Isak Leivsson has a few experimental bike designs to his name. We saw his homemade DH bike
that he raced last season under him at a number of races and originally a tester for Pole's out-there DH bike
, he's quite familiar with geometries that push the boundaries of conventional thought.
His latest steel DH bike is an evolution of his other ideas which are mostly based on geometry. It's the third iteration of homemade bikes for Isak. The first bike was basically a geometry mule with a standard four-bar setup. The second iteration had a high pivot and really progressive leverage rate, as well as a different linkage design. He only rode that bike in a smaller race as the extremely progressive rate didn't turn out to be what he wanted and the linkage design inherently contributed to a lot of lateral flex which couldn't be accounted for without making the bike too heavy.
The third bike, pictured here, is a continuance of the other two, according to Isak. It encompasses his attempts at fixing whatever didn't work in the previous two. Having ridden the bike for three months, he's happy with it and the only thing he would currently consider changing is possibly building a lighter version with butted tubing but, it's not a huge concern at the moment.
The big changes from V1 to V2 were that the bike grew and took on 29" wheels. From V2 experiments, Isak went back to a single pivot design for V3 but he kept the high pivot. The leverage rate was also made more reasonable.
The reach of the bike is 470mm with a 644mm stack. The head angle is 63-degrees and the BB height is 350mm. Chainstays are a massive 510mm and the bike runs on 29" wheels front and rear. Altogether, the bike weighs in at 19kg or, a touch under 42lbs.
Most of the hardware for the bike came from the local hardware store but Isak made the main pivot bolts himself. He feels it's a large part of the process to accommodate for the things he has accessible to him. Fortunately, there are a few good suppliers like Bicycle Fabrication Supply, where he got the headtube, BB, dropouts, and other miscellaneous parts. When it comes to frame building, there aren't as many people who make full-suspension homemade bikes, so the hardware and parts for that purpose he often has to make for himself.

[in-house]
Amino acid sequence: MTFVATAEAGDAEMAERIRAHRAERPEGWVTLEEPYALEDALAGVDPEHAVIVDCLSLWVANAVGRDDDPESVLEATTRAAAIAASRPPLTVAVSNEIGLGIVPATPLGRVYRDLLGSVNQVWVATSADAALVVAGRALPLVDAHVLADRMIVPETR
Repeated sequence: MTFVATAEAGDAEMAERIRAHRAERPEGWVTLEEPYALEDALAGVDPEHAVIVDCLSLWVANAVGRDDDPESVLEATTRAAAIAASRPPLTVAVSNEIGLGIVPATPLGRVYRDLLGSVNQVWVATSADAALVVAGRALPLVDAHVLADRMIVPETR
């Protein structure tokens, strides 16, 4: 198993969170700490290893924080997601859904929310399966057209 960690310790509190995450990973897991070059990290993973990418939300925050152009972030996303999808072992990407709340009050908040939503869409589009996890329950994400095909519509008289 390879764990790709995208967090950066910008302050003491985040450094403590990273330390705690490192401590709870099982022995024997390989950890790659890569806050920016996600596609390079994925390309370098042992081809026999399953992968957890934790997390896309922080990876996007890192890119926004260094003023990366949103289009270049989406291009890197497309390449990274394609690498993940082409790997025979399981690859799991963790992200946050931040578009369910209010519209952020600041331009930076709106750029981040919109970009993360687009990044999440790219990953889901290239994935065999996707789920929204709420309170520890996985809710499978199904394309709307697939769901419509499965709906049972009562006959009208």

Designing and building the bike didn't take all that long with a few days of design and then a couple of weeks to build. Isak said that since it was a continuation of what he already liked, it was mostly just moving pivot points around in linkage to get it where he wanted. He says there are always more custom jigs and things to make than anticipated so it does take a little while. Without being able to dedicate full-time work to it, the project was spread out over a couple of months and he didn't build it until his Christmas break.
What does the bike like to do best? Speed. What doesn't it do best? Manuals and playfulness. Isak says that those 510mm chainstays don't play.
As far as other set-up goes, he's running a 0mm stem and taller bars to make his riding position more upright and central on the bike. Also, he initially assumed he would need to make a chainguide for the idler, but so far he's not had any issues with the chain falling off.